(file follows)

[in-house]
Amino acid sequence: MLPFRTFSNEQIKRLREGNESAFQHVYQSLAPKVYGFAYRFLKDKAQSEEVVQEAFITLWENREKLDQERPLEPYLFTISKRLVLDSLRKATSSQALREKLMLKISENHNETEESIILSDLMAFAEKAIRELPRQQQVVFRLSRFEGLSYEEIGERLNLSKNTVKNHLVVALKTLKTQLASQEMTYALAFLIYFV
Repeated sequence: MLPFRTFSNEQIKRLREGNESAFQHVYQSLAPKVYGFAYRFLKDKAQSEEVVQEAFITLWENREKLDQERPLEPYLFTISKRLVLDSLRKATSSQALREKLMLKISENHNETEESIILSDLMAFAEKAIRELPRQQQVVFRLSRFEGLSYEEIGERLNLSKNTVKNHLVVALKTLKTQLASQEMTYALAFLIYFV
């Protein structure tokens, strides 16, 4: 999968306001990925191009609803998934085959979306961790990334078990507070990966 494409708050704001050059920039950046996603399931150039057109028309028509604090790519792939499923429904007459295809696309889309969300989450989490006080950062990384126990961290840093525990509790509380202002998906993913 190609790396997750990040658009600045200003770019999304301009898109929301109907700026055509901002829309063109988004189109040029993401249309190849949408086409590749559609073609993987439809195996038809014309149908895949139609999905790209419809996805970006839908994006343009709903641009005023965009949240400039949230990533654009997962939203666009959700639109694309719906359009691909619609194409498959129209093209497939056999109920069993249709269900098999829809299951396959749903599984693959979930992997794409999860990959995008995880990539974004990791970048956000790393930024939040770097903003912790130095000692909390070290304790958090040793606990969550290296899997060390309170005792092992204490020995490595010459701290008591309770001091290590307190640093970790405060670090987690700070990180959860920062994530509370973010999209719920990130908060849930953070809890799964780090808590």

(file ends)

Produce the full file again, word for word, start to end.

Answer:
[in-house]
Amino acid sequence: MLPFRTFSNEQIKRLREGNESAFQHVYQSLAPKVYGFAYRFLKDKAQSEEVVQEAFITLWENREKLDQERPLEPYLFTISKRLVLDSLRKATSSQALREKLMLKISENHNETEESIILSDLMAFAEKAIRELPRQQQVVFRLSRFEGLSYEEIGERLNLSKNTVKNHLVVALKTLKTQLASQEMTYALAFLIYFV
Repeated sequence: MLPFRTFSNEQIKRLREGNESAFQHVYQSLAPKVYGFAYRFLKDKAQSEEVVQEAFITLWENREKLDQERPLEPYLFTISKRLVLDSLRKATSSQALREKLMLKISENHNETEESIILSDLMAFAEKAIRELPRQQQVVFRLSRFEGLSYEEIGERLNLSKNTVKNHLVVALKTLKTQLASQEMTYALAFLIYFV
């Protein structure tokens, strides 16, 4: 999968306001990925191009609803998934085959979306961790990334078990507070990966 494409708050704001050059920039950046996603399931150039057109028309028509604090790519792939499923429904007459295809696309889309969300989450989490006080950062990384126990961290840093525990509790509380202002998906993913 190609790396997750990040658009600045200003770019999304301009898109929301109907700026055509901002829309063109988004189109040029993401249309190849949408086409590749559609073609993987439809195996038809014309149908895949139609999905790209419809996805970006839908994006343009709903641009005023965009949240400039949230990533654009997962939203666009959700639109694309719906359009691909619609194409498959129209093209497939056999109920069993249709269900098999829809299951396959749903599984693959979930992997794409999860990959995008995880990539974004990791970048956000790393930024939040770097903003912790130095000692909390070290304790958090040793606990969550290296899997060390309170005792092992204490020995490595010459701290008591309770001091290590307190640093970790405060670090987690700070990180959860920062994530509370973010999209719920990130908060849930953070809890799964780090808590």